A Recent Grad's Guide to Life After College
Introduction: “It’s tough out there.”
The one piece of advice, (if you can call it that), soon to be college graduates receive is that life is going to be difficult for them upon leaving the hallowed halls of their university. There are those that are lucky and, whether through the means of an internship that turned into something more, family connections, or a superb work ethic combined with a heaping dose of luck, can find work soon after turning the tassel to the other side of the cap. However, there are a group of graduates every year who find themselves lost within the confines of the “real world”; not only unsure of which path to take but burdened with the fear that they somehow set themselves up for failure by not preparing sooner. Regardless of which group you’re in please feel free to refer to this handy guide as you attempt to learn the best way to be a small fish in an Olympic sized pond.
10. Things Will Start Out Rough for You
If you know someone who has connections to a job or you have connections yourself, you’re in luck. If not, the only recommendations you’ll be receiving from friends, family, and neighbors will be in regards to where to look for work. You will still be required to do the bulk of the labor on your own. You alone will responsible for filling out applications and following up with the various companies and organizations you reach out to. This is your future position or career. It’s foolish to expect everything to work itself out with just a dash of hope burning alive in your heart. If you want to be employed you have to hit the books yourself. No one babied you through your undergraduate studies. So why would someone be there to coddle you through the beginnings of your job search?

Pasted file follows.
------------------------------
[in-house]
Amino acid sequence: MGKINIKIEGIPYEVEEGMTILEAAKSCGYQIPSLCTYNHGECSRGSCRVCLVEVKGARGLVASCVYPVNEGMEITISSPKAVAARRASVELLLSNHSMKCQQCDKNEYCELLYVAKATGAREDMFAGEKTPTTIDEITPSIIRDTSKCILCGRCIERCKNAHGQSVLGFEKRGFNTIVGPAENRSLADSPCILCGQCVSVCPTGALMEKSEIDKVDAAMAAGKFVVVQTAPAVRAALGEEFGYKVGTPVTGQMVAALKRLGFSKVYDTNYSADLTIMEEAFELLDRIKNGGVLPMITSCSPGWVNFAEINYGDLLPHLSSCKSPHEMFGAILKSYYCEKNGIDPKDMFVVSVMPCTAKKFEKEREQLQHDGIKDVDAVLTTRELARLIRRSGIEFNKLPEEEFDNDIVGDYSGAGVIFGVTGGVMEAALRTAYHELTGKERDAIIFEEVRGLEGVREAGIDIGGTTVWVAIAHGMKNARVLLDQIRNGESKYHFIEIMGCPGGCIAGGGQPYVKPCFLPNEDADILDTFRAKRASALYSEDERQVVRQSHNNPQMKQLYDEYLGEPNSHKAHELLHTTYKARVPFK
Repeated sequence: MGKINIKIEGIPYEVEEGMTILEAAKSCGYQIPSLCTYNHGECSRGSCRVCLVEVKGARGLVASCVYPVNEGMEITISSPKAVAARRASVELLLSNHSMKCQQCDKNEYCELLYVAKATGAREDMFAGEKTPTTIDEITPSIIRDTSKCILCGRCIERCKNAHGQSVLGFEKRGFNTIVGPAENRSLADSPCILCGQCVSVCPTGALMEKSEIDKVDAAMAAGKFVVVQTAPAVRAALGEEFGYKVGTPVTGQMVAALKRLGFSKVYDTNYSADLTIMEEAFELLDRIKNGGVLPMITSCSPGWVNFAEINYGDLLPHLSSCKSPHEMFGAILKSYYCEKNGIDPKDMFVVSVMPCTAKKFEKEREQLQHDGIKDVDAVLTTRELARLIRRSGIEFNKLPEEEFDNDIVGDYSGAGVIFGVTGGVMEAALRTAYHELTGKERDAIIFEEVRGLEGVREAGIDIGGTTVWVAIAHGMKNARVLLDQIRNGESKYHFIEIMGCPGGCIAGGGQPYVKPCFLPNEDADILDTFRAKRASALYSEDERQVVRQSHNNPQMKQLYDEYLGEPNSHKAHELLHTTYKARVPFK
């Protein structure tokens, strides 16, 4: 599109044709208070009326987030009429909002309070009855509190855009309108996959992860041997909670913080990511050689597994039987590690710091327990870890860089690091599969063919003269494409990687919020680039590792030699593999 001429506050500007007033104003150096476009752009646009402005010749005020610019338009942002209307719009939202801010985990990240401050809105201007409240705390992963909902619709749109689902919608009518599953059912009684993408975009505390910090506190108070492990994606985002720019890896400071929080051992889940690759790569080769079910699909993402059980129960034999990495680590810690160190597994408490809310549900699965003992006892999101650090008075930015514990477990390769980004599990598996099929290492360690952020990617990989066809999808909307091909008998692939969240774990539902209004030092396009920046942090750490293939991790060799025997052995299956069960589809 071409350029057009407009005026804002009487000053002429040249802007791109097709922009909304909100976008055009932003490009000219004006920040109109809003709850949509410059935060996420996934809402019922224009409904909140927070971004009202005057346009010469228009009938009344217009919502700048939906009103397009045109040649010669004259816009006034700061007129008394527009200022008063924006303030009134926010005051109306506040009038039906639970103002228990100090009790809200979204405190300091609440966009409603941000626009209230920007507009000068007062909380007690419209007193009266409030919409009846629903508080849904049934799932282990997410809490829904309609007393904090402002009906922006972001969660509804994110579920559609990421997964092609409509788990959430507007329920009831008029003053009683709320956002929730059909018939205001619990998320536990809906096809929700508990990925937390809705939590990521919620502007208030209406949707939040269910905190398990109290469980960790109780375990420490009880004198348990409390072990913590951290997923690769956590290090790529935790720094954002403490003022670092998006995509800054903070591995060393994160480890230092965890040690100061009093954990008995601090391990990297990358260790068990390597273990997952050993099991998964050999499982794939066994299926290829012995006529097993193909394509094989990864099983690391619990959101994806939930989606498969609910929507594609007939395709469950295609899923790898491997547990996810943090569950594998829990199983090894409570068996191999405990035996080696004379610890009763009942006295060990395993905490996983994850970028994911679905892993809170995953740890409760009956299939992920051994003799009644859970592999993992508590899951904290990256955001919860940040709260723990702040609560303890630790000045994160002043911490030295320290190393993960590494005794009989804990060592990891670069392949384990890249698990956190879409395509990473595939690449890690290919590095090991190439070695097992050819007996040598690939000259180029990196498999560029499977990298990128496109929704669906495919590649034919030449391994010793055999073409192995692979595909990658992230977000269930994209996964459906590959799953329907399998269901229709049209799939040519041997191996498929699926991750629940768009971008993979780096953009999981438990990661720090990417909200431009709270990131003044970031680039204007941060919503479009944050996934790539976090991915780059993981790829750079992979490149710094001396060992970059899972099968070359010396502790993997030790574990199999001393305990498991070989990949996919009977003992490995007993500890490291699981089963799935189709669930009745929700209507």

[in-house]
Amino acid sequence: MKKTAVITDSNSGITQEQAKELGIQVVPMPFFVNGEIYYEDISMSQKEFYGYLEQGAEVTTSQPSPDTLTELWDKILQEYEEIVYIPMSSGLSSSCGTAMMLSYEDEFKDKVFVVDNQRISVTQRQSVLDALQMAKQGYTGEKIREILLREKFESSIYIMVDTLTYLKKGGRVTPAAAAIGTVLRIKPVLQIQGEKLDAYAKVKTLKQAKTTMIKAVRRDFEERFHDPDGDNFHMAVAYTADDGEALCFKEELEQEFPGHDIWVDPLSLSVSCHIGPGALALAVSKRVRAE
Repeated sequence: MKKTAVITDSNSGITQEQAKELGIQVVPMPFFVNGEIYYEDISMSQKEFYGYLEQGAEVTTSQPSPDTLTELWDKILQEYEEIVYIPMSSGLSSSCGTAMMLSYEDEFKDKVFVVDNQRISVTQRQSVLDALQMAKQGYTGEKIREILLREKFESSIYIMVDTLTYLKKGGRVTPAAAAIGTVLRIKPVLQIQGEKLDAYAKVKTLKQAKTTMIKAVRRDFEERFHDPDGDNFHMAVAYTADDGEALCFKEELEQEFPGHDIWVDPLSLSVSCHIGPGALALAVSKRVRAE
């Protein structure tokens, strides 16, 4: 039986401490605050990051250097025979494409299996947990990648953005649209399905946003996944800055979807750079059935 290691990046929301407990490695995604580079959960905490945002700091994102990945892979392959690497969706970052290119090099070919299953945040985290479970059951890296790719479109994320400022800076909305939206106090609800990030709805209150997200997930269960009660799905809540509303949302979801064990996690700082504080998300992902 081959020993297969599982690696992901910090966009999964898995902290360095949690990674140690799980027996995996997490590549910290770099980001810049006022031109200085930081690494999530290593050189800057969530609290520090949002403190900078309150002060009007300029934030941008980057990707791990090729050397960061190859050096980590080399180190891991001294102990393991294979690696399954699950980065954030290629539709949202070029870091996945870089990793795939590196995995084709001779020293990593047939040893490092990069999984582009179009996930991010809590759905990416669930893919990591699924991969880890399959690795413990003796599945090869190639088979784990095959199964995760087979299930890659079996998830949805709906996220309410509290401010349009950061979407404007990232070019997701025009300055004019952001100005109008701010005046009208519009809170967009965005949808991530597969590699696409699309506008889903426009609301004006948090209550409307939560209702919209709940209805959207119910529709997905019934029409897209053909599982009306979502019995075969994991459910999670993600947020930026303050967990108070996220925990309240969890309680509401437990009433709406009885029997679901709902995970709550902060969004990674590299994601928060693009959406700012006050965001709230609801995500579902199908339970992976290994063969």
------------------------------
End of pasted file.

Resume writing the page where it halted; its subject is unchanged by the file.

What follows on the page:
Finding where to look is the first hurdle you’ll have to face. The next challenge comes with getting your foot in the door, i.e. crafting the perfect resume. Similar to finding where to apply, only you can write your resume. When you give said resume to a parent/guardian you’re only opening the door for everyone else to add their two cents into the mix. By the time the peanut gallery is finished looking at your resume it will beyond all recognition. The easiest and safest way to handle preparing your interview ticket is to find a template on Google and write it yourself. Your family might know you pretty well and paying a professional resume writer might sound like a nifty, time-saving idea but when it all boils down the only person who can truly, one hundred percent encapsulate who you are is you. Its scary taking matters into your own hands. However, when you think about it, you’re the one who’s going to be doing the job. Therefore, it should be you, and only you, who is in charge of helping you reach the final stage of getting hired.